Iowa race this year: closest in decades
Monday's caucuses are likely to have a greater impact than usual on the primaries that follow.
As Iowa Democrats prepare to kick off the presidential nominating process in just three days, this year's caucuses are shaping up to be the closest - and most critical - in decades. Depending on who emerges next Monday night, the Democratic race could seem on the verge of being over - or else be blown wide open.
The race is already unusually turbulent, with Iowa polls dramatically tightening in the final days, and now showing Howard Dean in a virtual three-way tie with Dick Gephardt and John Kerry, with John Edwards close behind.
But the caucuses will present the first concrete test of each candidate's strength - from the appeal of his message, to the commitment of his supporters, to the muscle of his organizations.
And while Iowa's caucuses have long had a winnowing effect on the field, this year's contest is likely to have a greater impact than usual, due to the front-loaded primary calendar - which places New Hampshire just one week later, and a series of seven primaries the week after that.
If Iowans hand a big victory to Dr. Dean, it would give the former Vermont governor a significant boost heading into New Hampshire, and the chance to effectively end the race with an early one-two punch.
But if Dean loses here, or even if he just ekes out a victory, he could find himself facing a tough, protracted battle against as many as two or three surging opponents.
Indeed, some observers believe a Dean loss could even deal a near-fatal blow to his candidacy, endangering his chances in New Hampshire, where his lead, although strong, has been shrinking in the face of a surge by retired Gen. Wesley Clark.
"If Dean loses, Dean plummets," says John Zogby, an independent pollster who is producing a daily tracking poll in Iowa. "If Dean loses, there's going to be two people who've defied expectations ... and whoever the two guys are will really suck up the oxygen and dominate New Hampshire - so now you've got a three-way race."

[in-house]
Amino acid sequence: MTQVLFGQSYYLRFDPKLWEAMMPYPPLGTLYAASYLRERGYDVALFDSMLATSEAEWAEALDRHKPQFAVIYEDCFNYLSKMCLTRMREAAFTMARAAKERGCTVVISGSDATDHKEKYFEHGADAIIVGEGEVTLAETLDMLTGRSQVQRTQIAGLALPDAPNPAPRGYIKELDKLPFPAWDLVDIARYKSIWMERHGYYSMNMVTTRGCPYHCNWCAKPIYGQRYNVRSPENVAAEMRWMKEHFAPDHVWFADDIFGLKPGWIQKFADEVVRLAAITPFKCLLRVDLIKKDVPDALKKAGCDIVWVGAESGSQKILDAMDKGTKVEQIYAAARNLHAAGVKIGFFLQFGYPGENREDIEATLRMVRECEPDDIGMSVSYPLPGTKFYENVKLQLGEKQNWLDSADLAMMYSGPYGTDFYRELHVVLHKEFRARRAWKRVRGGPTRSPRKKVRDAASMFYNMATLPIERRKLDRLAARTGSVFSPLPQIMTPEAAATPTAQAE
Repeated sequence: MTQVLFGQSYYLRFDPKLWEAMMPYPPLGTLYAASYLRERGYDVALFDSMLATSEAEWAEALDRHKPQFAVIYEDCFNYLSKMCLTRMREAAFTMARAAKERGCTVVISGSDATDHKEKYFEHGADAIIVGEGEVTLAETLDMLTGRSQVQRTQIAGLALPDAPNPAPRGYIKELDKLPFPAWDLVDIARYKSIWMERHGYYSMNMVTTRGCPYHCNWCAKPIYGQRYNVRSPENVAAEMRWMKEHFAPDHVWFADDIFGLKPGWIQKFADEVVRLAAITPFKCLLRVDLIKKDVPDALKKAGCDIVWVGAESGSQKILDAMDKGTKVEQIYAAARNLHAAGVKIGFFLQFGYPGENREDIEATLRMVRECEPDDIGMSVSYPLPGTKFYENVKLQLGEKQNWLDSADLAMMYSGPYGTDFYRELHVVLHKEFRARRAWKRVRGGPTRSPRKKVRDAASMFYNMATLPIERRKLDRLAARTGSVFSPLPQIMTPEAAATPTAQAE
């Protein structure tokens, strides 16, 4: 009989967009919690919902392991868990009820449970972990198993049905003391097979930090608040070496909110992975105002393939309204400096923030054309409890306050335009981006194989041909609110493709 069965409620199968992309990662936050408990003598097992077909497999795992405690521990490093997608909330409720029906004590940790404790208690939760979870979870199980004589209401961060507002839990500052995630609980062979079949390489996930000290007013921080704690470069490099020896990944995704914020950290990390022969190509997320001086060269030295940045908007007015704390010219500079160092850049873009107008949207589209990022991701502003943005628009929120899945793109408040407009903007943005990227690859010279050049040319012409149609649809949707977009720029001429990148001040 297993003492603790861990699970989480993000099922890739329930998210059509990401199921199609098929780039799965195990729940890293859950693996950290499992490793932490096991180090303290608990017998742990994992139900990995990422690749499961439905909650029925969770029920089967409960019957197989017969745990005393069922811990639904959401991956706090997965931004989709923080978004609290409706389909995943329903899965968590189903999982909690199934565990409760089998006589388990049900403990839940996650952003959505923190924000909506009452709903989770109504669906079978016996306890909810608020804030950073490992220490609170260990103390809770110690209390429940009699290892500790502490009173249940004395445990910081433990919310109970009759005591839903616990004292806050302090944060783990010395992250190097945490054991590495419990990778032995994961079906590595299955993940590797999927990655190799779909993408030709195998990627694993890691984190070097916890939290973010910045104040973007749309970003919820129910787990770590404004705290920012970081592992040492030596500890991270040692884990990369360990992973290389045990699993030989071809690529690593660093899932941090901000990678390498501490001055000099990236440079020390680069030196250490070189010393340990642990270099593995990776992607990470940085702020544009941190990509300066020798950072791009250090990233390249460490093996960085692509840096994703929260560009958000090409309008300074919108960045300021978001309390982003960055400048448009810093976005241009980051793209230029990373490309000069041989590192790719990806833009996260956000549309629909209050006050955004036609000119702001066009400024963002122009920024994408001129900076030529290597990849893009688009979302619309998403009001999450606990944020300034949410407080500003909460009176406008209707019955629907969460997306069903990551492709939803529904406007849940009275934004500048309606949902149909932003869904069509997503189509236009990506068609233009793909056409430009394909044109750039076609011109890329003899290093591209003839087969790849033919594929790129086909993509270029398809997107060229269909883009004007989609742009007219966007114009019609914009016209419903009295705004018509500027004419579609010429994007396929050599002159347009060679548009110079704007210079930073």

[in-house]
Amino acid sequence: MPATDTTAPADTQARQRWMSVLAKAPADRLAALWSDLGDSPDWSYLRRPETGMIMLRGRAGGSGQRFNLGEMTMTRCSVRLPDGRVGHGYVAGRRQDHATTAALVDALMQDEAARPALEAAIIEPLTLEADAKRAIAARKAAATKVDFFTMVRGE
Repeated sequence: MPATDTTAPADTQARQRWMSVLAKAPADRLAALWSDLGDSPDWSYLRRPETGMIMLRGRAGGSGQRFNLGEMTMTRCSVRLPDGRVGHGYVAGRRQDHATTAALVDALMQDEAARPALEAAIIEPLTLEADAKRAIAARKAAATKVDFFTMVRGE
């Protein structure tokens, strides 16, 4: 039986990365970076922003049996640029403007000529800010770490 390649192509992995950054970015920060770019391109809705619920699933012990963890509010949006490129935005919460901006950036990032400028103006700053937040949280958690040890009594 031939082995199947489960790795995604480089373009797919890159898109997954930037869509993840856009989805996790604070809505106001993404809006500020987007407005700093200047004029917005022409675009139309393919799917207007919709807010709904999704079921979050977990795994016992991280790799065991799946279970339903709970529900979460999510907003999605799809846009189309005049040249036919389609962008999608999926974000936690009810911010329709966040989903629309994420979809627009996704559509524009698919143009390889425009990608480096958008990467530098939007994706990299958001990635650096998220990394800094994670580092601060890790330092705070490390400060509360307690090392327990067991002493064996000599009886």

History shows that losing in Iowa doesn't necessarily translate into losing the nomination. In 1988 and 1992 - the most competitive Democratic primary cycles in recent years - the eventual nominees got little traction in the Hawkeye State (Michael Dukakis placed third here, while Bill Clinton essentially ceded the state to Iowa Sen. Tom Harkin, who was running for president that year).
But strategists agree that a better-than-expected Iowa performance can be a source of momentum in the states that follow - as in 2000, when Al Gore used a big win in Iowa to beat back a surging Bill Bradley in New Hampshire.
A strong showing in the caucuses "answers the viability question," says one Democratic aide. "And Iowa can provide a tremendous spark if those pieces fall into place and you get a strong surge."
Moreover, unlike past years, some analysts speculate that a poorer-than-expected performance in Iowa might have a more severe effect than usual on a campaign, because of the frontloaded primary schedule.
"You have a situation where somebody who stumbles doesn't have time to recover," says Dennis Goldford, a political scientist at Drake University in Des Moines. "That makes Iowa and New Hampshire both even more important."
Iowa has already pushed one candidate out of the race even before the voting starts: Thursday, Carol Moseley Braun dropped out and threw her support behind Dean.